Conquering New Markets

Nevertheless Tata Motors plans to expand its market to Europe and the US and has therefore made many efforts to revise the Nano in order to regain trust and success, not only in Asia but especially in the more critical western countries. Tata Motors also seeks to build a hybrid as well as a diesel version.

Another “Long-Tail-Story”

Like in my last post the case of the Tata Nano is applicable to the “Long Tail” theory which I explained back then. The idea of creating a low cost car that is affordable to poorer people but also meets all safety and customer requirements is highly profitable and far seeing. The second point might seem less important because electronic devices like radios, window motors are not needed in these countries but as you can see, neglecting safety requirements is a besetting sin that does not stay unpunished. I, personally, consider the Tata Nano as a first major attempt to create a people’s car in developed countries that so far has worked out quite well but could not totally fill the market niche. It’s been a sign for other though to invest in low cost cars and all the sudden you see plenty of low cost cars shooting out of nowhere.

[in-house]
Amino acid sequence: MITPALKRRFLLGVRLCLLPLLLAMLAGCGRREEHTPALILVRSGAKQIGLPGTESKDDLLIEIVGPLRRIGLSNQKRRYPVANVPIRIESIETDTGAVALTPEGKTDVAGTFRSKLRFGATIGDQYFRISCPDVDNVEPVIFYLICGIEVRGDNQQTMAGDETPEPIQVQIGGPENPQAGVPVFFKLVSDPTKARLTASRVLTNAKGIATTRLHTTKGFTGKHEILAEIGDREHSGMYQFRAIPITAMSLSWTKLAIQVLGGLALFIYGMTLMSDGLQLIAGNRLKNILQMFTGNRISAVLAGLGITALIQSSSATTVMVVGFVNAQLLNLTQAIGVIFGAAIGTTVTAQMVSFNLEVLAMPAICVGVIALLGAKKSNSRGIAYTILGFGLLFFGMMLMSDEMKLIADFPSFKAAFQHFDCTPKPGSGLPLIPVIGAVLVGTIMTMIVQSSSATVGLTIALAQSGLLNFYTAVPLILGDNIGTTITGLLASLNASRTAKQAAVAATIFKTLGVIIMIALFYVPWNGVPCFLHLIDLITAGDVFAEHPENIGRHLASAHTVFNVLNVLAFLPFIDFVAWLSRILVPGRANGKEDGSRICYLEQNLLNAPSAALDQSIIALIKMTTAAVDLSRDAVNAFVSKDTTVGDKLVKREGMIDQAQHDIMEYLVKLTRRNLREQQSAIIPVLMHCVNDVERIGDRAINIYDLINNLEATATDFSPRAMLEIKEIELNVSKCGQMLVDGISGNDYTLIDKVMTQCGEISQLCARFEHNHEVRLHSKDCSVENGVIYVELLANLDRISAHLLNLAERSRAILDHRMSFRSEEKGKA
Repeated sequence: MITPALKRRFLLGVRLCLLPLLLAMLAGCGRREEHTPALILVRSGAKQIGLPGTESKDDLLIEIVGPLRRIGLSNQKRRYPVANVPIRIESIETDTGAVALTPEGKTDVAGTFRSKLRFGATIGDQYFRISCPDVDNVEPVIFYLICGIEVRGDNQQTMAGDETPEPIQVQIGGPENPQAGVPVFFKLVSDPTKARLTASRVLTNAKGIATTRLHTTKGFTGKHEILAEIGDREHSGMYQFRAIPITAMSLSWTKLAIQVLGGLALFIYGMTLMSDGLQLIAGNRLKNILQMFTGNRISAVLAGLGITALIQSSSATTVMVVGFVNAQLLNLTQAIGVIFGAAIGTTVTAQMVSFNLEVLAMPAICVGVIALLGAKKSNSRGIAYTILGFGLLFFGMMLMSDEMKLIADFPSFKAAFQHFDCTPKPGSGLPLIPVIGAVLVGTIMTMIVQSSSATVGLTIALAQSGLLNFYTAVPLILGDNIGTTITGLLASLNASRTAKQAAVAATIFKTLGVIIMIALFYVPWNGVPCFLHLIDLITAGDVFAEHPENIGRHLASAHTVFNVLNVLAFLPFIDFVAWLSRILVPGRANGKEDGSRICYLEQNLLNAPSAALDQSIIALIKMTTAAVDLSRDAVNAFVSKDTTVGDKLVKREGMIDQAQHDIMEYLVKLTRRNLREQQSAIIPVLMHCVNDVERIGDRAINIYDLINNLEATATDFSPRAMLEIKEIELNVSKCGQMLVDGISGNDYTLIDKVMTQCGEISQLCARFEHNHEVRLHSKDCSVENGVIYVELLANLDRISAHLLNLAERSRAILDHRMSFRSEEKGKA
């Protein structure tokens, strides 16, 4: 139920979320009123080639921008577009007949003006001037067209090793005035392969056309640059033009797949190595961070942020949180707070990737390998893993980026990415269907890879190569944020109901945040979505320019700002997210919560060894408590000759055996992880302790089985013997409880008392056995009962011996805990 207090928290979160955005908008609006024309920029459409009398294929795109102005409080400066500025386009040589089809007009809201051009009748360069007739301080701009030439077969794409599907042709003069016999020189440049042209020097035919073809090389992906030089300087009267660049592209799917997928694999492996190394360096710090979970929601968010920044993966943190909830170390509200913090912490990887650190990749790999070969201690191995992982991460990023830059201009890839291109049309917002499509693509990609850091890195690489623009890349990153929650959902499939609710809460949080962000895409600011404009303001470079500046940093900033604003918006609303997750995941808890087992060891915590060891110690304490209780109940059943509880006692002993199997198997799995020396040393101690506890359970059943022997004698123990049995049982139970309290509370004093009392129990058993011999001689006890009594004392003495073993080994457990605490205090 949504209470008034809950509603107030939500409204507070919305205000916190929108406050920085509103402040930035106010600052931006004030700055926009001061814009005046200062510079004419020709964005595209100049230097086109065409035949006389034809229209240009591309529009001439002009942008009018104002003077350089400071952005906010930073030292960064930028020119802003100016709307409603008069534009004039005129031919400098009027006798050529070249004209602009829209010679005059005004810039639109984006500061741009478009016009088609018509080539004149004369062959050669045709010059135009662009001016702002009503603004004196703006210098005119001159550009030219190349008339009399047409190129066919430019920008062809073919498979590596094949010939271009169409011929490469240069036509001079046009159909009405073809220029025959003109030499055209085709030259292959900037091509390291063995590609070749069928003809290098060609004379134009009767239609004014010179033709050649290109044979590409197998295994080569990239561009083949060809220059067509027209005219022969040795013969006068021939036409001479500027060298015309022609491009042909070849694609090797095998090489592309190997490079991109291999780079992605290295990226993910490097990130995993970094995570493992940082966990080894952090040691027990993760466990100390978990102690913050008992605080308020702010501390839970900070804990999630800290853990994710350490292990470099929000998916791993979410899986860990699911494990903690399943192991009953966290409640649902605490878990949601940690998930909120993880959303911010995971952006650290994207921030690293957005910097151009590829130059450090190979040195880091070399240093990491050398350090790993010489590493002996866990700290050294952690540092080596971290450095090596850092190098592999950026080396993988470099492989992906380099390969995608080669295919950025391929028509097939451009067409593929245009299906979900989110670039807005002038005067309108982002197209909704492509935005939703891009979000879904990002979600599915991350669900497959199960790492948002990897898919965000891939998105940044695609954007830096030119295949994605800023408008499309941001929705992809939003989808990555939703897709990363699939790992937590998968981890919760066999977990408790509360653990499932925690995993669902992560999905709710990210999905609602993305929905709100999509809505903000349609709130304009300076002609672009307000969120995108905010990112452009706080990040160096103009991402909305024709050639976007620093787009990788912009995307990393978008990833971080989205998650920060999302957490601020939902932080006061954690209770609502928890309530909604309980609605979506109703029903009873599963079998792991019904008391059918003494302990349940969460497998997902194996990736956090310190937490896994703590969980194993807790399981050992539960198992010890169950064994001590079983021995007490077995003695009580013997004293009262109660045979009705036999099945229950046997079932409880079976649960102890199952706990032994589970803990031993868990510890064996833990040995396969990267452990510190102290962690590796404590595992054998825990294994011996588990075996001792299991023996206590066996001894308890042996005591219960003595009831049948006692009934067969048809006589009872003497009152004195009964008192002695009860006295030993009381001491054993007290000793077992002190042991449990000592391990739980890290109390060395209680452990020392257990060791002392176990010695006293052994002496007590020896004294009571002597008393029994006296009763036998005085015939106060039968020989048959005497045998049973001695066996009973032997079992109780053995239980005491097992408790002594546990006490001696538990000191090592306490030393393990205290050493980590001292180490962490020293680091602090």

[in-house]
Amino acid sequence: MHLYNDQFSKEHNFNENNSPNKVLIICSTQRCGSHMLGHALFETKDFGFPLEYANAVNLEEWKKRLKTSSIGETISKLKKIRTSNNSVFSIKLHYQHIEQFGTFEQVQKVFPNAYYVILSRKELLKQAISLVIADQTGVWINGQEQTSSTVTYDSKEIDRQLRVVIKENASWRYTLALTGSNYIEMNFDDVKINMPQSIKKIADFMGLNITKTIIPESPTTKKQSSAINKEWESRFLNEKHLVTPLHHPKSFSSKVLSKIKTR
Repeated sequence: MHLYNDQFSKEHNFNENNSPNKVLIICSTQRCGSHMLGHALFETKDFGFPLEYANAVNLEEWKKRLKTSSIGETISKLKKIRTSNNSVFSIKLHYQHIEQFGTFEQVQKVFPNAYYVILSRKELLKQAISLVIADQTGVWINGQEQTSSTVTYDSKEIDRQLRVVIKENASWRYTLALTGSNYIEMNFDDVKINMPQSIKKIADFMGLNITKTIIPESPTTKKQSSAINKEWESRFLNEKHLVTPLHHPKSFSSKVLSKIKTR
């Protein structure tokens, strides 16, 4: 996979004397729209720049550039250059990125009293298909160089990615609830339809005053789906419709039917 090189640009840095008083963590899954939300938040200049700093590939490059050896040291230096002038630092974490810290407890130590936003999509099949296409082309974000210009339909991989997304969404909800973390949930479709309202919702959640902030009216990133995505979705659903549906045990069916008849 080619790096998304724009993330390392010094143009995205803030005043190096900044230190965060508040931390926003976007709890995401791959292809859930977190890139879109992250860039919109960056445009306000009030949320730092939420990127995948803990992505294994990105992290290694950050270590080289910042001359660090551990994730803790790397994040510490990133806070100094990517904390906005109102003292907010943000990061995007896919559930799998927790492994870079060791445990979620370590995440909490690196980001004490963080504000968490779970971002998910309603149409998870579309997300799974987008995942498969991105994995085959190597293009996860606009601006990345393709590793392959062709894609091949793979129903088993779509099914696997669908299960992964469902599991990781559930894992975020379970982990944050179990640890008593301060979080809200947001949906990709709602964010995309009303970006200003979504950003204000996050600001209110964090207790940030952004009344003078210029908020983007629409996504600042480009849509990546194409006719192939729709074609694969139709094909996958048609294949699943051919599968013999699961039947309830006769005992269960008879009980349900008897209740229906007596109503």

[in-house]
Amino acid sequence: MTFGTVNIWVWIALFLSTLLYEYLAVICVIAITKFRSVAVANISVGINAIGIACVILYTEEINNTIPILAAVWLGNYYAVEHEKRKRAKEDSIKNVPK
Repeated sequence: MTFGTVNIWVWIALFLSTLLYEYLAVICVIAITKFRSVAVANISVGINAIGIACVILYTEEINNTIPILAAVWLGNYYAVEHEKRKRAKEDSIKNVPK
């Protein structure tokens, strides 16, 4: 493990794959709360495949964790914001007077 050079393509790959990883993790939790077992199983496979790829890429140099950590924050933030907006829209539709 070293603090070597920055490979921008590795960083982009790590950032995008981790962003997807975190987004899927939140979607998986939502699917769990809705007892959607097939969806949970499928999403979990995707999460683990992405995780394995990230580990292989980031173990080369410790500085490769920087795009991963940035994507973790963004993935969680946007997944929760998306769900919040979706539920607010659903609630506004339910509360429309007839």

The game is still on! Who’s going to build the people’s car of the world?

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Africa – “Garbage Chute” of Western Mobiles

Making Money off the Poor!